Treating a chronic sore throat


Dear Dr. Klaper:
I have recently become a lacto-vegetarian, and I keep experiencing one sore throat episode after another. Do you have any ideas as to why this may be happening and perhaps some suggestions for the best way to treat a full-blown sore throat when it does occur? — D. T.

Dear D.T.:

Recurring sore throats in a dairy-consuming vegetarian raise several possibilities. The membranes lining the throat are well endowed with mucous-secreting glands.

Smearing dairy proteins, like casein and lactalbumin, on these sensitive throat membranes several times per day (in milk, yogurt, ice cream, cheese, etc.) may cause mucous to drip down the back of the throat, causing frequent swallowing and resulting inflammation. (The medical term for inflammation of the throat — the pharynx — is pharyngitis.)

Dairy proteins are not the only possible allergy-inciting culprit in foods — other proteins from soy, peanut, or wheat (or for that matter, most any other plant or animal protein in a given individual person) may incite a mucous drip — and resultant irritated sore throat.

If such a food-based allergy is suspected, eliminate that food for several weeks and see if the symptoms clear. Then, reinstitute the food and see if the symptoms recur. If so, plan to avoid that food, long term.

Another cause of frequent sore throat episodes is a chronic bacterial infection of the paranasal sinuses (spaces in the skull bones which make our voice more resonant and which connect into the nasal cavity).

Whether a case of acute or chronic infectious sinusitis is discharging bacteria-laden secretions down the back of the throat, is a question to be answered with the help of your physician.

Appropriate diagnostic tests (physical examination, scans, etc.) may need to be arranged to confirm or rule out this diagnosis.

Other serious causes of sore throats (tumors, etc.) can also be investigated at that time.

More commonly, your frequent sore throats are most likely a sign that the resistance of your throat tissues, as well as your general body immunity, has temporarily decreased — largely as a result of how you have been operating your body.

Popular immune-depressing forces include late night celebrations, hours spent in cigarette smoke-filled rooms, alcohol ingestion, prolonged exposure to air conditioning, an imbalanced diet (top-heavy with refined sugars, processed, salty, and excessively spicy foods, deficient in immune-enhancing fruits and vegetables), emotional stress, etc.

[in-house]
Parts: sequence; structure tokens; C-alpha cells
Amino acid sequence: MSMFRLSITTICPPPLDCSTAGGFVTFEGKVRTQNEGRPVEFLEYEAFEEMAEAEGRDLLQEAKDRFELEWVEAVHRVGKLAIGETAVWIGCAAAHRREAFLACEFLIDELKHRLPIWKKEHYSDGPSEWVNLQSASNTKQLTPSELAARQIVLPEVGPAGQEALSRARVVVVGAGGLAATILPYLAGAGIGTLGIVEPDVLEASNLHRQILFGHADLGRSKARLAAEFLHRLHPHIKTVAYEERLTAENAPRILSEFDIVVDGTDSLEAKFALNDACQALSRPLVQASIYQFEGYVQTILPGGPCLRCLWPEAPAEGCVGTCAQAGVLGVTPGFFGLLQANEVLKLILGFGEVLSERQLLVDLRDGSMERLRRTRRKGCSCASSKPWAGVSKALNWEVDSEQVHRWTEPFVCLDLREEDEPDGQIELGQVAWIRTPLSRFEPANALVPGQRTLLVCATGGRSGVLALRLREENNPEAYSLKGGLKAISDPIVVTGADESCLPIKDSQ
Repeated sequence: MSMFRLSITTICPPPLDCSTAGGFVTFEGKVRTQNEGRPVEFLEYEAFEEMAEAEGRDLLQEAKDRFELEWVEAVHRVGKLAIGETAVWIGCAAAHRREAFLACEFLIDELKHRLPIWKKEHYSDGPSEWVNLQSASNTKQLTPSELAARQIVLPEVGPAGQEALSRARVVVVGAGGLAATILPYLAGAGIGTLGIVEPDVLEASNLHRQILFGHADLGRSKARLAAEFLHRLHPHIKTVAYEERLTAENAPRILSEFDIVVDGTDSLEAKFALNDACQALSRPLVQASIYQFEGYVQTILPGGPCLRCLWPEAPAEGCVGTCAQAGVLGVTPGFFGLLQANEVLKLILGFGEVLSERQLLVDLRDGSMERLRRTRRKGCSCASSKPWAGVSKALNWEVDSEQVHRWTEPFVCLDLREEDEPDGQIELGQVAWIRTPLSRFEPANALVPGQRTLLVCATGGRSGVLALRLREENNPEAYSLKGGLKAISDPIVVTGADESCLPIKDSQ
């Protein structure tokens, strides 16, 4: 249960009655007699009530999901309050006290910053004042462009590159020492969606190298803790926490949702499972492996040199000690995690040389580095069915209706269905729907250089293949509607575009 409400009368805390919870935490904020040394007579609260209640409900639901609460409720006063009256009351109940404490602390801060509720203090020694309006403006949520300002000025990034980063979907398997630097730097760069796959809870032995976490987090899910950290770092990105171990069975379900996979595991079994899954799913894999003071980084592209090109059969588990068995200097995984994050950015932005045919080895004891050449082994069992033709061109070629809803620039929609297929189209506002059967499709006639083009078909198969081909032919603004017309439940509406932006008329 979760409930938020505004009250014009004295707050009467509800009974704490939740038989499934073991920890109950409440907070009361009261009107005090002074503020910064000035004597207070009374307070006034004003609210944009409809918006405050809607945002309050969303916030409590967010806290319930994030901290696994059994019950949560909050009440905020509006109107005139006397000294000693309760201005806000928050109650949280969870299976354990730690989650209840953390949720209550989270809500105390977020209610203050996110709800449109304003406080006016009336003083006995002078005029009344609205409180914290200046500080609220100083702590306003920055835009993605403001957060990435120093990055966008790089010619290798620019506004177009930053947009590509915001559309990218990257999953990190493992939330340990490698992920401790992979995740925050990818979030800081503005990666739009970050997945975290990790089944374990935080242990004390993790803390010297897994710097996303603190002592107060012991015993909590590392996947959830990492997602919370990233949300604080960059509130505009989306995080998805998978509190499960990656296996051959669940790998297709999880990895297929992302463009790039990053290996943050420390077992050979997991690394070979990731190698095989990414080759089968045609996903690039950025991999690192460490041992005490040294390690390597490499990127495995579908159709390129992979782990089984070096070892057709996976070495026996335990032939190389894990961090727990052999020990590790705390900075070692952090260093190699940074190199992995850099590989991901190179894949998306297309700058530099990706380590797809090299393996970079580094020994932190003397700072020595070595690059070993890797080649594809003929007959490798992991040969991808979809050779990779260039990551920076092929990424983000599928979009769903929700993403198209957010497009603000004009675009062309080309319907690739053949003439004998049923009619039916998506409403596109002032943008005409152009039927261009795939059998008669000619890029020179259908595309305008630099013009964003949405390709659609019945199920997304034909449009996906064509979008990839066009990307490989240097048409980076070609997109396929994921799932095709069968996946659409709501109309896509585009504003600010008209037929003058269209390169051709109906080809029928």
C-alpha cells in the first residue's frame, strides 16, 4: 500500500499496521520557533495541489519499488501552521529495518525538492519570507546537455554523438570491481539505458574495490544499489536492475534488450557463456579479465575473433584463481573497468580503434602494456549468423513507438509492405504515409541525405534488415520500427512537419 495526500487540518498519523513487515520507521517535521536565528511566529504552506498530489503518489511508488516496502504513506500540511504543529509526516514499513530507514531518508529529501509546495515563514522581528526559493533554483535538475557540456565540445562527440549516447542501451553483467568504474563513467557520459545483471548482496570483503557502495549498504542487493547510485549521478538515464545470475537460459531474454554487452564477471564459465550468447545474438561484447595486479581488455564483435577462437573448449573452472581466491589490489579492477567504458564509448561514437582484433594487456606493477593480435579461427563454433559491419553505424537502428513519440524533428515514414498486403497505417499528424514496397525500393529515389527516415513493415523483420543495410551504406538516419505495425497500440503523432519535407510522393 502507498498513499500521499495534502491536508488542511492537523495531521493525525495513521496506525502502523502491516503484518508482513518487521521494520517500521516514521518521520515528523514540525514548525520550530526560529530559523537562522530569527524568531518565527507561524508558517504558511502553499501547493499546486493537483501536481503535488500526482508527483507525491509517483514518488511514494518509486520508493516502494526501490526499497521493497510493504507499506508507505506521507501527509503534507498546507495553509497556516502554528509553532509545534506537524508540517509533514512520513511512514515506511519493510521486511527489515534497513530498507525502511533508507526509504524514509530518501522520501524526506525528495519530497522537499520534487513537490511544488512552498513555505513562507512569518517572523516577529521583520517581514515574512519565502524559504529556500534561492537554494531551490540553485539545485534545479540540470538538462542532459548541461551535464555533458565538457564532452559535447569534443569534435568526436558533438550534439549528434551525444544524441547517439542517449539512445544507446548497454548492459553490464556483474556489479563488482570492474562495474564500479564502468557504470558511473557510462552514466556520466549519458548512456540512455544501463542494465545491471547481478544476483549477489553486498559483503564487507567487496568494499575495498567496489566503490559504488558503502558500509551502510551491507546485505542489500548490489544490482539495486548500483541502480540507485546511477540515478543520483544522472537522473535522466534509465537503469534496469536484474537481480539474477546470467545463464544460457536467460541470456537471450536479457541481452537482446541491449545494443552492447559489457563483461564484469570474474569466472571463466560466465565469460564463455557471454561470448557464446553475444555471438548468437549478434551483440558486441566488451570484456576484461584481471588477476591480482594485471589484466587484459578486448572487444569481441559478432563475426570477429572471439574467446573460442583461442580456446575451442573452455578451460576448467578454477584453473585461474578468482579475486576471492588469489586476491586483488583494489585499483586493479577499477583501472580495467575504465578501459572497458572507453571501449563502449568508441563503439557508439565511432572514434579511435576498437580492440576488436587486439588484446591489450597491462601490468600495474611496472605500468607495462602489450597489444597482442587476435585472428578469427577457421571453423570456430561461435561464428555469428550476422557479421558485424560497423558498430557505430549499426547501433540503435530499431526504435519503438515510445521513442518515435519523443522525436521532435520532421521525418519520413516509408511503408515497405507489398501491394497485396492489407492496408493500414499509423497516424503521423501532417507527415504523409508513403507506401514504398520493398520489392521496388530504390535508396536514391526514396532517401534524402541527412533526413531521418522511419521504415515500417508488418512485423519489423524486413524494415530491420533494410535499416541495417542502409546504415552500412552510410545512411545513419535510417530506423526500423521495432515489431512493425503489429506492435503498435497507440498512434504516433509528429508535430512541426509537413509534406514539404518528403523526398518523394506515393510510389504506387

Such common immune-crippling features of Twenty-First Century life, may allow microbes that normally live in your throat — but which are usually prevented from causing infection due to your normally-healthy immune system — to take advantage of your now weakened defenses. Thus, while unwise choices and actions can open the door to frequent sore throats, better decisions can fortify us against them.

Once the sore throat is in full force, you can help your body overcome the problem by correcting the imbalances that fostered the sore throat as well as improving the local conditions in the throat tissues. Start by enhancing your immune status through:

(a) Getting enough sleep.

(b) Drinking enough (pure, room temperature) water.

(c) Eliminating any immune-damaging influences, e.g., cigarette smoking, refined sugar eating, etc.

Important: If your throat is very inflamed when you look in the mirror (red, swollen tissues, possibly with white spots on the tonsils), and if you feel systemically ill (chills, fever, muscle aches, etc.), you should see your doctor to determine whether your throat infection is caused by Streptococcus bacteria.

If any lab test your doctor performs confirms that you have a true ‘Strep throat,’ respect this microbe — it can cause serious damage to your heart valves and kidney (rheumatic fever).